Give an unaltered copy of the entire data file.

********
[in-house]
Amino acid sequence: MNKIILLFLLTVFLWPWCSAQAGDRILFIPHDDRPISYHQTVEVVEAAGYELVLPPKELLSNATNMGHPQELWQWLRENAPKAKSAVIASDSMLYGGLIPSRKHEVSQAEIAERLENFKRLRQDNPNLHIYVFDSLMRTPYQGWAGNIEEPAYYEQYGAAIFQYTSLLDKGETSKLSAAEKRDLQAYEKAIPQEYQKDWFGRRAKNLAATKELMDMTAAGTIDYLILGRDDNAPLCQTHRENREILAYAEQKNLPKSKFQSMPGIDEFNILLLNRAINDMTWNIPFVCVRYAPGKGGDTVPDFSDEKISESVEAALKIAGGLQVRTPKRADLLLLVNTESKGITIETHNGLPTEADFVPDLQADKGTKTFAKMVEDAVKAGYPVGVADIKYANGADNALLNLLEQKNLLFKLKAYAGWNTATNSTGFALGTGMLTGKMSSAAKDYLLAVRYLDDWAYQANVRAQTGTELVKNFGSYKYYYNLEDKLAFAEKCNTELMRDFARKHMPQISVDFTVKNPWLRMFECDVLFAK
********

[in-house]
Amino acid sequence: MNKIILLFLLTVFLWPWCSAQAGDRILFIPHDDRPISYHQTVEVVEAAGYELVLPPKELLSNATNMGHPQELWQWLRENAPKAKSAVIASDSMLYGGLIPSRKHEVSQAEIAERLENFKRLRQDNPNLHIYVFDSLMRTPYQGWAGNIEEPAYYEQYGAAIFQYTSLLDKGETSKLSAAEKRDLQAYEKAIPQEYQKDWFGRRAKNLAATKELMDMTAAGTIDYLILGRDDNAPLCQTHRENREILAYAEQKNLPKSKFQSMPGIDEFNILLLNRAINDMTWNIPFVCVRYAPGKGGDTVPDFSDEKISESVEAALKIAGGLQVRTPKRADLLLLVNTESKGITIETHNGLPTEADFVPDLQADKGTKTFAKMVEDAVKAGYPVGVADIKYANGADNALLNLLEQKNLLFKLKAYAGWNTATNSTGFALGTGMLTGKMSSAAKDYLLAVRYLDDWAYQANVRAQTGTELVKNFGSYKYYYNLEDKLAFAEKCNTELMRDFARKHMPQISVDFTVKNPWLRMFECDVLFAK